What Does It Look Like?
What is it?
Rosewood (Tipuana tipu) is a tree growing up to 10 m in height in Australia, with a main trunk and branches forming a distinct elevated crown. It has a large canopy cover, often greater than its height, and is consequently favoured as a shade tree. It has reddish-brown fissured bark, and opposite leaves along the leaf stalk. Leaves are approximately 30-50 mm long by 12-20 mm wide, with 'buttock-shaped' tips.
The bright yellow flowers (up to 22 mm in diameter) occur in leaf-less racemes (an inflorescence of stalked flowers with the youngest at the top).
The distinctive winged fruit is sometimes referred to as a 'helicopter', due to its spinning propeller-like action as it falls. The spin is created by the swollen base, which contains one to three seeds. Depending on the wind velocity and distance above the ground, Rosewood seeds can be carried considerable distances away from the parent plant (CRC 2003).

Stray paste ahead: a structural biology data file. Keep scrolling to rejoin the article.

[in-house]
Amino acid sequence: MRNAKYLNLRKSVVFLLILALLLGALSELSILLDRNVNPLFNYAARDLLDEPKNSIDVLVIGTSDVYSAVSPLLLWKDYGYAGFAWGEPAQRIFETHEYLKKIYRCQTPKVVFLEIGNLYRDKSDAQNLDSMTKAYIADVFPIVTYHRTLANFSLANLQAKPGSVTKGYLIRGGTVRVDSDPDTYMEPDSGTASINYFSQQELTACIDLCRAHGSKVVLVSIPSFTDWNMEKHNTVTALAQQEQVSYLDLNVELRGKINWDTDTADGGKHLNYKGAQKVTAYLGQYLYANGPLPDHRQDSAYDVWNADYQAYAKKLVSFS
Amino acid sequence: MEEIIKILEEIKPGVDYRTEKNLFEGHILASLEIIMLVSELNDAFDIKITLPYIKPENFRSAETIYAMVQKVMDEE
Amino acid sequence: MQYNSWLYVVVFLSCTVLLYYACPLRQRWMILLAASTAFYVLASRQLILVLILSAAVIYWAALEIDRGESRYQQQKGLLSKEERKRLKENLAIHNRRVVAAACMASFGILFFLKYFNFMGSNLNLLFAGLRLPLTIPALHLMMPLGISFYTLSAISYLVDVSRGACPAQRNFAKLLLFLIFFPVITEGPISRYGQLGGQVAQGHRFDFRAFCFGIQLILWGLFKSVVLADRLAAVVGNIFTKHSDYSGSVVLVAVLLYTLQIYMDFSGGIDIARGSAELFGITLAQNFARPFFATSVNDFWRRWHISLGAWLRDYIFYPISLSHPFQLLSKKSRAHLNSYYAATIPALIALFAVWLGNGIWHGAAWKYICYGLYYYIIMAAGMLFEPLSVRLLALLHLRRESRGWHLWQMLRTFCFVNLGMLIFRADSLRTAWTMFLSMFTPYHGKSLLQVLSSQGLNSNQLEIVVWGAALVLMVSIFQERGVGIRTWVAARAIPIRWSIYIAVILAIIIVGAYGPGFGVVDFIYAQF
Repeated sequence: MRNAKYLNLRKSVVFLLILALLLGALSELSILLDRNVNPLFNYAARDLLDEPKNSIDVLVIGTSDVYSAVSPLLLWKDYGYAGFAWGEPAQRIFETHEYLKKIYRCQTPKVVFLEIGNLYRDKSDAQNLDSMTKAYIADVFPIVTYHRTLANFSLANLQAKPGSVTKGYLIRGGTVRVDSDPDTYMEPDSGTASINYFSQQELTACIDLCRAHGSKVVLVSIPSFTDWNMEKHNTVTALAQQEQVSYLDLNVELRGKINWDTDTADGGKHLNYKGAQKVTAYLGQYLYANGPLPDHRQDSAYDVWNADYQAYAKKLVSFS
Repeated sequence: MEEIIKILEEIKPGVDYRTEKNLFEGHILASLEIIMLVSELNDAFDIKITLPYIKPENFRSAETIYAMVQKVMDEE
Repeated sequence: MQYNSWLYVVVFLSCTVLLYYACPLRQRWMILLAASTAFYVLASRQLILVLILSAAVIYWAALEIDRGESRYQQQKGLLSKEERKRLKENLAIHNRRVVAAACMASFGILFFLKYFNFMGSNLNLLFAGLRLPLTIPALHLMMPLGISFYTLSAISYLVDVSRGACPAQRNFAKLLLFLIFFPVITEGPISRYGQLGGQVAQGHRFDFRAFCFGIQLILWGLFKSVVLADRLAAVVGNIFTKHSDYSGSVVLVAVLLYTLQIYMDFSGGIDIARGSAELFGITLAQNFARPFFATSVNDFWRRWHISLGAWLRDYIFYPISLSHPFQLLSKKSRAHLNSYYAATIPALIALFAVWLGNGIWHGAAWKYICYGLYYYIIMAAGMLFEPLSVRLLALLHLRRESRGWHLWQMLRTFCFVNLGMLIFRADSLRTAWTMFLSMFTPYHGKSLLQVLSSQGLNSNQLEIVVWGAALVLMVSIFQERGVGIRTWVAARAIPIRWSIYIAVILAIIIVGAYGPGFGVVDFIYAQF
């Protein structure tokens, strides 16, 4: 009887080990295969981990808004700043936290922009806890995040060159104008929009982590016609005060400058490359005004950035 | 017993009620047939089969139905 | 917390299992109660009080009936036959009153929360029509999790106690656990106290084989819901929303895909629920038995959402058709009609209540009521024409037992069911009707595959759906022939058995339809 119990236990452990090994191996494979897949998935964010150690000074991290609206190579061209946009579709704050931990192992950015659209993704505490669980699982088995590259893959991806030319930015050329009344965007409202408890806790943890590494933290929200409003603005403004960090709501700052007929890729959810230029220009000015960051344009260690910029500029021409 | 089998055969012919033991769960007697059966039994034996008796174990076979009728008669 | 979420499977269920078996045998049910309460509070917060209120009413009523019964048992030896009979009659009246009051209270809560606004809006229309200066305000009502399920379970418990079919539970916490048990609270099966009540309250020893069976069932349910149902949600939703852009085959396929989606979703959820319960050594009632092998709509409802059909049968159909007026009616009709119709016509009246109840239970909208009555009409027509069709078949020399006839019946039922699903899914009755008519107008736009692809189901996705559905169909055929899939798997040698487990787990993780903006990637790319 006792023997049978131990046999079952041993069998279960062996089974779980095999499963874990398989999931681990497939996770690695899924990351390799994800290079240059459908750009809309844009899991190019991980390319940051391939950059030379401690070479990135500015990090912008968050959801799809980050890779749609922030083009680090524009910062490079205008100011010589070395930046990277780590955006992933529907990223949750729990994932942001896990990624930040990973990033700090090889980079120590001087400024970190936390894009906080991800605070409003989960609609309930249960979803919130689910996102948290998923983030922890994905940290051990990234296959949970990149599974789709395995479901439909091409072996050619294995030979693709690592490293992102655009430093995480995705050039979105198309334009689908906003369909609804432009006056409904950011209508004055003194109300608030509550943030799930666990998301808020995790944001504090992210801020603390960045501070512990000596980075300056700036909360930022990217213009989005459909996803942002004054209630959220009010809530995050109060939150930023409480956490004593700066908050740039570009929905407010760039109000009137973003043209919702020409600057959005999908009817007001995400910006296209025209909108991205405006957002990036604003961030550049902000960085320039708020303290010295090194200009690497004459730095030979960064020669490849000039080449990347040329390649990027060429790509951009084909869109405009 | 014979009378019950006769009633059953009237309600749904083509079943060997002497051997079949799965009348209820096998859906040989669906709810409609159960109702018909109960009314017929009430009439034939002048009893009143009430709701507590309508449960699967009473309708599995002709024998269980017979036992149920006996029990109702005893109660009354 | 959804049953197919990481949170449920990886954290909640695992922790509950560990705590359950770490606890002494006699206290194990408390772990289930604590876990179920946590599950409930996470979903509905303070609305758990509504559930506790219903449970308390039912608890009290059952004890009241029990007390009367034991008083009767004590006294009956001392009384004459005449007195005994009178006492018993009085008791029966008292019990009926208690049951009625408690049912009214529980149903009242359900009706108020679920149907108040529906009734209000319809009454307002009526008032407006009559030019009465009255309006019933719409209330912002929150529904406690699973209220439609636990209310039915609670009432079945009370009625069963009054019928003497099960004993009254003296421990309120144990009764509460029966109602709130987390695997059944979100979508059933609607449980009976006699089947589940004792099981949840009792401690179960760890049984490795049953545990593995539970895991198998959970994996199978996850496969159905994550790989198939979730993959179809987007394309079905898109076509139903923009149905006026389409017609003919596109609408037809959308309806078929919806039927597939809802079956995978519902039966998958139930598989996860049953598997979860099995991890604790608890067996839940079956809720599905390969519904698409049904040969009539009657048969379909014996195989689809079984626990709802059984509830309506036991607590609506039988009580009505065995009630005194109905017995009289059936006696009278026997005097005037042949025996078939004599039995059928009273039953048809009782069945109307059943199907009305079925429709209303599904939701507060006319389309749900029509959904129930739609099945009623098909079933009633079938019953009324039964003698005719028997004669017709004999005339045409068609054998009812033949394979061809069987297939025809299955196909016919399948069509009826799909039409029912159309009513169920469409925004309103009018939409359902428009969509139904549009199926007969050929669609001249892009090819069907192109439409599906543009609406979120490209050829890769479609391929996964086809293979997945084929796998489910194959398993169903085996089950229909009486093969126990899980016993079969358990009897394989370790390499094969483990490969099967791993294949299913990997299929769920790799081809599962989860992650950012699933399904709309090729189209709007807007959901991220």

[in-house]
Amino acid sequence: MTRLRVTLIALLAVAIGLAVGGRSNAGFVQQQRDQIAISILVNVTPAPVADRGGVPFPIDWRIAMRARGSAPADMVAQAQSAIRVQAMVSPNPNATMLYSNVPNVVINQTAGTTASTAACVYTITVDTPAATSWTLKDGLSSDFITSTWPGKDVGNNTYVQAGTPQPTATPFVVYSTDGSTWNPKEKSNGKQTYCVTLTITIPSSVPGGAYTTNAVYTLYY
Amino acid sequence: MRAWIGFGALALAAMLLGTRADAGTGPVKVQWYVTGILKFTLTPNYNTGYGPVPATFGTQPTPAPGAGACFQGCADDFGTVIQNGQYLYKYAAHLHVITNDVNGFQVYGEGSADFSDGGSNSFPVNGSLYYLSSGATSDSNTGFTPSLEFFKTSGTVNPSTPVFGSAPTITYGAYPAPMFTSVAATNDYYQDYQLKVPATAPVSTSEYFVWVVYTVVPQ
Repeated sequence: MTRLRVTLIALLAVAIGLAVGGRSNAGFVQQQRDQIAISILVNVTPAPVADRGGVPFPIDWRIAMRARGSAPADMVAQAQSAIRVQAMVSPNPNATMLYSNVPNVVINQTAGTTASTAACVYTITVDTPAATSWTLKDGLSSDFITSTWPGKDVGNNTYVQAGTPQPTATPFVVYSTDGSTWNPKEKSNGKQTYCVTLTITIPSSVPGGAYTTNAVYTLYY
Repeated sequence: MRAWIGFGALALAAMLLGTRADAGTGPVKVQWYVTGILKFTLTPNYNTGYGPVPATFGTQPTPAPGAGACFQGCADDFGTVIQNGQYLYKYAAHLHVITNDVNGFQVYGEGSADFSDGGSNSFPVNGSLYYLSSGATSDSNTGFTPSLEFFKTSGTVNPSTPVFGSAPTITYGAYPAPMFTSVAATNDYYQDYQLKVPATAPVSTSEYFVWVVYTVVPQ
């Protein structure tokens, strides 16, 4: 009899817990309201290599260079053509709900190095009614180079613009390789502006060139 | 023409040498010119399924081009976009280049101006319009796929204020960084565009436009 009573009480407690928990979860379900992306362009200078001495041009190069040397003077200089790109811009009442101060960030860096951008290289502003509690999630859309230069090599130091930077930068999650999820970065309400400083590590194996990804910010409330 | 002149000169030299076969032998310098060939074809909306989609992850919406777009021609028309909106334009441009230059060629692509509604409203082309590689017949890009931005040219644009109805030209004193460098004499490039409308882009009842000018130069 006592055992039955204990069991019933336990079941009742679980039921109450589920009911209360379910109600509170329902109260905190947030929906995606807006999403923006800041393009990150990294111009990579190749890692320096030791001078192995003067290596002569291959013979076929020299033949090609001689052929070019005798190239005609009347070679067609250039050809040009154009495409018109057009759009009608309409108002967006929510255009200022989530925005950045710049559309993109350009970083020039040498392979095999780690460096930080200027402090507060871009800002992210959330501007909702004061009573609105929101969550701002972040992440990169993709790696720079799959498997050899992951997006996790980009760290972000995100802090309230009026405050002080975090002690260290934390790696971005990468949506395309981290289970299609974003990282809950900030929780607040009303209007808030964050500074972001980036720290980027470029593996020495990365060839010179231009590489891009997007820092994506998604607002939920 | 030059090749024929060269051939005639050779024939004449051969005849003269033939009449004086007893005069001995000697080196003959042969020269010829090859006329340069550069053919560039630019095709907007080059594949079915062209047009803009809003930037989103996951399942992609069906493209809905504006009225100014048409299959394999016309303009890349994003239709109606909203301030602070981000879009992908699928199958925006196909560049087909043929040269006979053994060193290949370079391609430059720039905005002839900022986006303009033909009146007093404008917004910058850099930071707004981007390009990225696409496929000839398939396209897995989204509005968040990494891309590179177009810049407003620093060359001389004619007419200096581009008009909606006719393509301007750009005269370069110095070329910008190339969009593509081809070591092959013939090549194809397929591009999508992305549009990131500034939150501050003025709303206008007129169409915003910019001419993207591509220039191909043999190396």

Distinguishing features of Rosewood are its oval-shaped leaves with the 'buttock-shaped' tip, yellow flowers with larger outer petals and smaller inner petals, and a leaf stalk approximately 15-20 mm long (CRC 2003).
For further information and assistance with identification of Rosewood contact the herbarium in your state or territory.
Growth form (weed type/habit)
Where it currently grows? Preferred habitat
Rosewood invades disturbed sites such as roadsides and creek banks, and also grows in woodland and open grassland areas where grazing is absent. Rosewood will survive in temperatures down to -6.5 oC, and is well able to resist frost conditions. It invades disturbed sites such as roadsides and creek banks, and also grows in woodland and open grassland where grazing is absent (CRC 2003).
Are there similar species?
When sterile Rosewood resembles Robinia pseudoacacia (Black Locust) but the flowers and fruits are totally different (FAO 2007).